The College of William and Mary is known as a nurturing community where students share great freedom to express their opinions and enjoy plentiful resources supporting them. The College has been working toward building an inclusive community for years; it is not hard to spot all sorts of organizations that stand firmly for students. We have great support for women, ethnic minorities, LGBTQ+ students and more. Nonetheless, it is essential for us to reflect upon what the College community is made of; our great Tribe family not only is comprised of students, but also of brilliant faculty, supportive staff, dedicated alumni and welcoming community members.
So how can we set the double standard that allows students to express their political opinions and affiliations candidly but asks professors to keep silent whenever politics are involved? We are proud to be an academic powerhouse where students and faculty engage freely in deep academic conversations. One basic prerequisite for any academic discussions is the absolute freedom of expression. Though it is hard to admit, politics have now saturated every aspect of our lives; they are everywhere. One effort that all academics are trying to make is to distinguish themselves from any possible relevance to the great politics. From my perspective, this act is essential in one way, but needless in another. We as scholars should defend the purity and independence of academia by resisting possible intervention from the political world. Meanwhile, it is equally important for us to engage closely with the ongoing political world, starting by allowing both faculty and students to discuss it in class.
By allowing professors to express their political opinions and stances, we can create a more productive academic community.
By allowing professors to express their political opinions and stances, we can create a more productive academic community. The College is much more than a liberal arts school where great minds meet; it is also a productive research university where students and faculty engage closely in producing first-rate academic works. One thing to notice here is that professors and students do not get their research ideas solely from their readings of piles after piles of papers but also from their day-to-day communication with each other. By allowing a more inclusive range of discussion topics in class, both students and faculty members could benefit largely, as this helps them to broaden their viewpoints and understanding of the world from multiple perspectives across the limits of ages and experiences.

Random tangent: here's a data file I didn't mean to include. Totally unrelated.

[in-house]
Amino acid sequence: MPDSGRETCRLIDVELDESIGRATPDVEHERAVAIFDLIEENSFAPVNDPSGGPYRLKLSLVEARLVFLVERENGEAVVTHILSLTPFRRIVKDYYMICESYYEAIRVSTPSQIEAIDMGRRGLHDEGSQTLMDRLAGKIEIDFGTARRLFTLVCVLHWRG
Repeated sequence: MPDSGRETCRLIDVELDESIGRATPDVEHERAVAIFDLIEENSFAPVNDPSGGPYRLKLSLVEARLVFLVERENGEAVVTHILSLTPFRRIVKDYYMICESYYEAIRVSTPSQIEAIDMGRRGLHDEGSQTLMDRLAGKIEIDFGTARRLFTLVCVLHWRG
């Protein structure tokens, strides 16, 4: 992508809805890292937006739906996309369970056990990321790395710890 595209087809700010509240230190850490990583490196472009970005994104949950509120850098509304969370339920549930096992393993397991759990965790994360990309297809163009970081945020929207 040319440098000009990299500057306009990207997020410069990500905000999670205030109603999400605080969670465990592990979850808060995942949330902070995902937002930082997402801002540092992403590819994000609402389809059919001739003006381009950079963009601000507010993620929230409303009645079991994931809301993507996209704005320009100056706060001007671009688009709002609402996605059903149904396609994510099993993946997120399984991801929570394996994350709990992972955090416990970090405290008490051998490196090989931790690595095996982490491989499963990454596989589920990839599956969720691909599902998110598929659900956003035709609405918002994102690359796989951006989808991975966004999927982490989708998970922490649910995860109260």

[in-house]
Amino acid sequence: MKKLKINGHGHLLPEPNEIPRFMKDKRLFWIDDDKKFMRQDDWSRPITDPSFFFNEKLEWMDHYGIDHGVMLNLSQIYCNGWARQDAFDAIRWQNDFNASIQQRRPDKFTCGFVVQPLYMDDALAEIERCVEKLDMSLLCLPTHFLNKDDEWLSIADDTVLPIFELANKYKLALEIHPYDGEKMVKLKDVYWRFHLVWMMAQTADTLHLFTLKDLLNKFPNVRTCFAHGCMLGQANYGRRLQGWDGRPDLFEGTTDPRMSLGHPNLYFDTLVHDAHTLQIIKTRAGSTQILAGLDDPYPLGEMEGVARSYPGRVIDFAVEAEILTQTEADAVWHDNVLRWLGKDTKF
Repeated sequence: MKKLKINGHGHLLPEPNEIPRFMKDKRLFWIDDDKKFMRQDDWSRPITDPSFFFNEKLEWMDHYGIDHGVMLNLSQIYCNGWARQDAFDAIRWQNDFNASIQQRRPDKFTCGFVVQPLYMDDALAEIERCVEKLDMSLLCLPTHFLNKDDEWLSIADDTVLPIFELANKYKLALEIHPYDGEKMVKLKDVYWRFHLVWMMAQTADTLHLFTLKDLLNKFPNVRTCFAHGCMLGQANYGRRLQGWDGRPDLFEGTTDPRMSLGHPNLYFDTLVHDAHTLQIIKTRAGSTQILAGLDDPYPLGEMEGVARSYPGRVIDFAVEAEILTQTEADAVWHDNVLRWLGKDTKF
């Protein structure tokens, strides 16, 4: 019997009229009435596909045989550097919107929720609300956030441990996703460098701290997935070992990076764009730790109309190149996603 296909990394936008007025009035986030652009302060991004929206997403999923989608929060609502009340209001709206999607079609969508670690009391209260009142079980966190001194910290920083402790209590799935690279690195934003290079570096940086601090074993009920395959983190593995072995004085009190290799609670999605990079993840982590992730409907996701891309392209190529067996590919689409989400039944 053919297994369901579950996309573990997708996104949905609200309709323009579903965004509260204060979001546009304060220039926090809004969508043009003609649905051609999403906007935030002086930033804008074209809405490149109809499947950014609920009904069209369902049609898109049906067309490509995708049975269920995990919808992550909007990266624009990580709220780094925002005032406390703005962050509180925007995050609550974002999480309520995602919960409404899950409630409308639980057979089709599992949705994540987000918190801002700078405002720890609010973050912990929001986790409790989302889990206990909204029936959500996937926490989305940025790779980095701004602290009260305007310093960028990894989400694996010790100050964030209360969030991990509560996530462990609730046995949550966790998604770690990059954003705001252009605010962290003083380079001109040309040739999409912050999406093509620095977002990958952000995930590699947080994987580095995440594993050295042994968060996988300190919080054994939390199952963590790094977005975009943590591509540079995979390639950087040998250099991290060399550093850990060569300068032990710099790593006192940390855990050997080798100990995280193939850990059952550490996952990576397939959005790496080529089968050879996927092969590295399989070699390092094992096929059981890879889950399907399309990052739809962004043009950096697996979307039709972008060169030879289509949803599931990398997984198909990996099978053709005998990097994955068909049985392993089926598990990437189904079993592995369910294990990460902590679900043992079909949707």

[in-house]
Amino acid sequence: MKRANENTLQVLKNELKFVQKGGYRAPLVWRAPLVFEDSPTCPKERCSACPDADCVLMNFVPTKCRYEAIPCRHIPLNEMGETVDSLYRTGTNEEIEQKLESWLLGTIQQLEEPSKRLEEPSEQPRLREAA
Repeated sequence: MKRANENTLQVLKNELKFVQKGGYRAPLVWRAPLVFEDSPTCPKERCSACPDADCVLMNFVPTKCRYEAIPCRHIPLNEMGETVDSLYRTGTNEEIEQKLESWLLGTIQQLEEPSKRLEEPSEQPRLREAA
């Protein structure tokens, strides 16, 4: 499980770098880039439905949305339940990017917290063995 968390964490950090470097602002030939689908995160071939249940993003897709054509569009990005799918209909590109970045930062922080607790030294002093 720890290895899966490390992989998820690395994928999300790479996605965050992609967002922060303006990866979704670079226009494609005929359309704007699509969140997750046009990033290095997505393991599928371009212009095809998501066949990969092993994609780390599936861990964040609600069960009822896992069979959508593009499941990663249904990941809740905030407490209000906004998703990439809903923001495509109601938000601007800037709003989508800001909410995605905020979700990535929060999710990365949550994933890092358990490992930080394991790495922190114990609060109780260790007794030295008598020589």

People argue that allowing professors to speak freely about their political affiliations in class could easily influence students’ own opinions and political stances; thus, professors should not be allowed to express their political affiliation. As I have argued above, being different is good, but being willing to change is even better. As long as the professors are leading the conversation in a “healthy condition” under which students are welcomed and encouraged to express their own opinions and challenge the professors’ values. I see no problem with students’ ideas changing or, if they are eloquent enough, shaking the professors’ opinions. Overall, college is a place where students’ understanding of the world can get constantly challenged and refreshed.
“Hark! the students’ voices swelling, strong and true and clear.” Our alma mater has been encouraging generations of College scholars to pursue their personal goals fearlessly and to use their voices loudly. Now it is time to add one more line to this great alma mater to also hear the swelling of the professors’ voices. Only in this way can the College really be an inclusive family, not just for its students but for all people.
Email Alfred Ouyang at firstname.lastname@example.org